Anyone who’s owned a vintage car can tell you—and boy, will they tell you—how much time, money, and maintenance is required to keep their baby running. And don’t forget the gasoline, garage oil puddles, or tailpipe pollution involved.
A California startup may have the answer: A plug-and-play innovative motor to convert that finicky old gas-guzzler into an electric car. Eric Hutchison and Brock Winberg first gained attention by rescuing a moldering, V-8-powered 1978 Ferrari 308—you may know it as the model that “Magnum: P.I.” drove on TV—and transforming it into an electric marvel. Now, the co-founders of Electric GT have developed a DIY, electric “crate motor” that will let traditional gearheads or EV fans do the same.
“A lot of guys go out for a weekend in a classic car that’s 40 or 50 years old, but they get a ride home with AAA; it ends up being a one-way trip,” Hutchison says. “Here, you’re taking out 95 percent of the maintenance, which is the biggest problem with classic cars. So this is for enthusiasts who love their cars, but want a fun, reliable car that’s good for 100 or 125 miles on a weekend drive.”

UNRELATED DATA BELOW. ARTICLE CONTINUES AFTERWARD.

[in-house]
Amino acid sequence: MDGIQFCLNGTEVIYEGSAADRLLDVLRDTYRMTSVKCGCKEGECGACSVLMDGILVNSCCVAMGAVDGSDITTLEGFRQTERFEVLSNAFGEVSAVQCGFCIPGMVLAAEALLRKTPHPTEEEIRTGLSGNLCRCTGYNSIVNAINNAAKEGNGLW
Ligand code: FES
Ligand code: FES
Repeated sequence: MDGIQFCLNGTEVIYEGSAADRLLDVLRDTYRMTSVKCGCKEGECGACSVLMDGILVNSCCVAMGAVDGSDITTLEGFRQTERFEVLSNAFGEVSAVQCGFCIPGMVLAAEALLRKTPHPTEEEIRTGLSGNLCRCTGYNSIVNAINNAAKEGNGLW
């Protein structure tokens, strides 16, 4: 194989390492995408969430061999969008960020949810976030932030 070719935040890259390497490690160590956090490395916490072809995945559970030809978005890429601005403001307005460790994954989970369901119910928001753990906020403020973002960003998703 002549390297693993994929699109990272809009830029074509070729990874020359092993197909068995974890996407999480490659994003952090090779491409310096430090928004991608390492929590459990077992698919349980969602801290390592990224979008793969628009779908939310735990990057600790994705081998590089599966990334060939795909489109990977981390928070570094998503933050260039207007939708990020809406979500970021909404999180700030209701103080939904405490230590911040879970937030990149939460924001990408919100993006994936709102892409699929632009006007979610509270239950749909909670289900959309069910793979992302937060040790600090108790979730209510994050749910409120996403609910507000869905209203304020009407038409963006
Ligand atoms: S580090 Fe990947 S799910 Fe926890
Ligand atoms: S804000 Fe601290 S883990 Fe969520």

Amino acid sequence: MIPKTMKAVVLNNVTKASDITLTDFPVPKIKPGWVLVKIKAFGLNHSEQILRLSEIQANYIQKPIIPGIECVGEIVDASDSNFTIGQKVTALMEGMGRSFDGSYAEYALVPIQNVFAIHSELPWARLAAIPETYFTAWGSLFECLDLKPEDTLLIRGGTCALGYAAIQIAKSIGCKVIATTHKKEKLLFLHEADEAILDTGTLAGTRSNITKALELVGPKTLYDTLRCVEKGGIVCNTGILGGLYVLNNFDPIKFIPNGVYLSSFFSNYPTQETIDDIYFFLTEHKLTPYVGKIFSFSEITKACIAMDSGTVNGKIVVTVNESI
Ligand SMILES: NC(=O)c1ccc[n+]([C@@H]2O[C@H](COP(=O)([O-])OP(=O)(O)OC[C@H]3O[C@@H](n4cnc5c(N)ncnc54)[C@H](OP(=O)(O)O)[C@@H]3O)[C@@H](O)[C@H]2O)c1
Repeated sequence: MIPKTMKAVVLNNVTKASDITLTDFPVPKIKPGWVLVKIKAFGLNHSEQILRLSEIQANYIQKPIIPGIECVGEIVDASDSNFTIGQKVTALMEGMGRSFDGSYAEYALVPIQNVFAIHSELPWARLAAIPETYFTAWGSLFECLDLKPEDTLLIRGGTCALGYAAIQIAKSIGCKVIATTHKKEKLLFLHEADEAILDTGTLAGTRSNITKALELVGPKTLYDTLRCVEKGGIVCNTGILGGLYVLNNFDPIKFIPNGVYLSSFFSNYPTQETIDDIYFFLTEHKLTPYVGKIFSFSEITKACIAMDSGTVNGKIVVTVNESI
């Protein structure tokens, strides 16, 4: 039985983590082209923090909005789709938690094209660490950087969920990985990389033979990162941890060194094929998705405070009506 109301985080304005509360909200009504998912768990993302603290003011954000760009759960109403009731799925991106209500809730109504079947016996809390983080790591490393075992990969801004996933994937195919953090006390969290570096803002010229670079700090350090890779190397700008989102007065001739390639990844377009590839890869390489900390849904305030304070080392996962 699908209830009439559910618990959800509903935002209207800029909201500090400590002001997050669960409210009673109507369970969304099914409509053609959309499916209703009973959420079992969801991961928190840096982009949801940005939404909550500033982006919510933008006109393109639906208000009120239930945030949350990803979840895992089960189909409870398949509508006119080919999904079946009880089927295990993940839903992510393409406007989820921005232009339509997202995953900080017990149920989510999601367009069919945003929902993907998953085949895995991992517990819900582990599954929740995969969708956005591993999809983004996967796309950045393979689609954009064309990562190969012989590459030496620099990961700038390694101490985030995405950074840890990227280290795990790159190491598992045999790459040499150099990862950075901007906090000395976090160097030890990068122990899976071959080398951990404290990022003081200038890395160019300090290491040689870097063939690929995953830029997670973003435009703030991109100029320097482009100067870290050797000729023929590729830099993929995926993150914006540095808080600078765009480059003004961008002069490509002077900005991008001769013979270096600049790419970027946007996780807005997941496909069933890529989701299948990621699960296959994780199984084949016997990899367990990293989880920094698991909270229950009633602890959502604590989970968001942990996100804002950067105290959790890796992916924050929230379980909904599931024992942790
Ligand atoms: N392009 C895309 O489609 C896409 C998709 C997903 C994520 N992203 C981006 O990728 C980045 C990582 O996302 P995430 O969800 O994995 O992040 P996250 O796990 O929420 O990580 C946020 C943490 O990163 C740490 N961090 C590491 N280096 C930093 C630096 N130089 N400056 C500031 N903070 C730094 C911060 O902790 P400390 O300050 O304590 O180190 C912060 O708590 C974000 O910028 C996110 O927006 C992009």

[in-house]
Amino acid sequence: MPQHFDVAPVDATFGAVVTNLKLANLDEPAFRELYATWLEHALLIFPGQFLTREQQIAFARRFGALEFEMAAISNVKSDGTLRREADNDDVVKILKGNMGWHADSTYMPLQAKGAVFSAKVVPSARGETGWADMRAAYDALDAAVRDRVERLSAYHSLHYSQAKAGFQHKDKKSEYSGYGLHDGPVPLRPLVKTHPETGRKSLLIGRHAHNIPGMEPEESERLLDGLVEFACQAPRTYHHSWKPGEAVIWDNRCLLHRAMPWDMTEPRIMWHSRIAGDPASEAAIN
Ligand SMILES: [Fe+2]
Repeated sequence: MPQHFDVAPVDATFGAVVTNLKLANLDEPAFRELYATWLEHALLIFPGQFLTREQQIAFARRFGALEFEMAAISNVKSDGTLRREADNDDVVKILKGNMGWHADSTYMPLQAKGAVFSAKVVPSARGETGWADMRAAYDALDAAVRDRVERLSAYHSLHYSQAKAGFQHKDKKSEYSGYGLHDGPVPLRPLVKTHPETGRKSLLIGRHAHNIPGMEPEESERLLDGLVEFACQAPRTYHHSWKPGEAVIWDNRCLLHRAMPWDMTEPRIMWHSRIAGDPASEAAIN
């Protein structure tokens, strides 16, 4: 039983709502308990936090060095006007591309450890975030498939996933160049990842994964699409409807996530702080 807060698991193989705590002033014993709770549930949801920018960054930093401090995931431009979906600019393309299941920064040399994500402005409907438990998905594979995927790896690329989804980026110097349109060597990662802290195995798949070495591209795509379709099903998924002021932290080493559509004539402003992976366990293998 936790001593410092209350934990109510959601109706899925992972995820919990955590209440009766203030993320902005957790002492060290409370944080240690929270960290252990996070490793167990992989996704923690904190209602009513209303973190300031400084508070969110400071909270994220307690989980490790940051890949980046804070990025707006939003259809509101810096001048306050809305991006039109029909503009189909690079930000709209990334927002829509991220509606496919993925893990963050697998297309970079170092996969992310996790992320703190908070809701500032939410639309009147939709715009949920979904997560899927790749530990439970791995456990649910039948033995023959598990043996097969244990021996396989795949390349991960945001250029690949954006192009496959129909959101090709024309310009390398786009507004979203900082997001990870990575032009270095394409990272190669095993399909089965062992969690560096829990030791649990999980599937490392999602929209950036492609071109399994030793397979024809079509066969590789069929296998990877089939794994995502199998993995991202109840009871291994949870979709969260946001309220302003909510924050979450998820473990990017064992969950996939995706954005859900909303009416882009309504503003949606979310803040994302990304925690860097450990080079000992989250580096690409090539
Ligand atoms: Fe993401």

Download or order our beautifully designed automotive radar poster. It provides an overview of the technologies that make new cars safer and more convenient, including a snapshot of radar technology from 24 to 81 GHz.
Get into the fast lane with the latest technical resources on autonomous driving. Learn about the design and test of complex sensor and communication technologies being built into autonomous vehicles from our white paper and posters.
Many drivers are familiar with the irritation of being stuck in traffic on a sweltering summer day. Two researchers at the University of Michigan are working to make uncomfortable situations like this a bit more bearable, by developing a system that will automatically control the climate within a car to optimize both the passengers’ comfort level and the efficiency of the HVAC system.
Over the past few years, Mohamed Abouelenien and Mihai Burzo have been developing approaches to analyze and detect various human behaviors, including lying, feeling stressed, remaining alert at the wheel, and expressing affection, among others. Their latest effort has been to develop a system for cars and homes that automatically detects a person’s thermal discomfort and adjusts accordingly, without any human input.
The Hunstable Electric Turbine by Linear Labs can generate two to five times the torque of existing motors in the same-size package, the company says
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